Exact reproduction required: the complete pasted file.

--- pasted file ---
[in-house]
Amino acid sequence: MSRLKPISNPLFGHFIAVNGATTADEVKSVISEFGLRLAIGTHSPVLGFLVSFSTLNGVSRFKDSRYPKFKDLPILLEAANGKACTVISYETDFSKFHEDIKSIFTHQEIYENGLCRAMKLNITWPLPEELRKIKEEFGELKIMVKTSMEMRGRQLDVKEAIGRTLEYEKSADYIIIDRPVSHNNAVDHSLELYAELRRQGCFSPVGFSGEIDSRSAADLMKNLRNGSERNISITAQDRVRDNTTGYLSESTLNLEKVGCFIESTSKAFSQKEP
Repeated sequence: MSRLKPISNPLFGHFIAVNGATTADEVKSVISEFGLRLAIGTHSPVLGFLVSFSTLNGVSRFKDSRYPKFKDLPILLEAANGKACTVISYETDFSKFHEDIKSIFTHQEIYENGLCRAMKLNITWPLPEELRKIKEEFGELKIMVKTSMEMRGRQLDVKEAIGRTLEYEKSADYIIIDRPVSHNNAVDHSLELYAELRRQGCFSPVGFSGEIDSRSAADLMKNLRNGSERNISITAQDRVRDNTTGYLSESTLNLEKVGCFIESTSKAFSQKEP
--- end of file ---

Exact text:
[in-house]
Amino acid sequence: MSRLKPISNPLFGHFIAVNGATTADEVKSVISEFGLRLAIGTHSPVLGFLVSFSTLNGVSRFKDSRYPKFKDLPILLEAANGKACTVISYETDFSKFHEDIKSIFTHQEIYENGLCRAMKLNITWPLPEELRKIKEEFGELKIMVKTSMEMRGRQLDVKEAIGRTLEYEKSADYIIIDRPVSHNNAVDHSLELYAELRRQGCFSPVGFSGEIDSRSAADLMKNLRNGSERNISITAQDRVRDNTTGYLSESTLNLEKVGCFIESTSKAFSQKEP
Repeated sequence: MSRLKPISNPLFGHFIAVNGATTADEVKSVISEFGLRLAIGTHSPVLGFLVSFSTLNGVSRFKDSRYPKFKDLPILLEAANGKACTVISYETDFSKFHEDIKSIFTHQEIYENGLCRAMKLNITWPLPEELRKIKEEFGELKIMVKTSMEMRGRQLDVKEAIGRTLEYEKSADYIIIDRPVSHNNAVDHSLELYAELRRQGCFSPVGFSGEIDSRSAADLMKNLRNGSERNISITAQDRVRDNTTGYLSESTLNLEKVGCFIESTSKAFSQKEP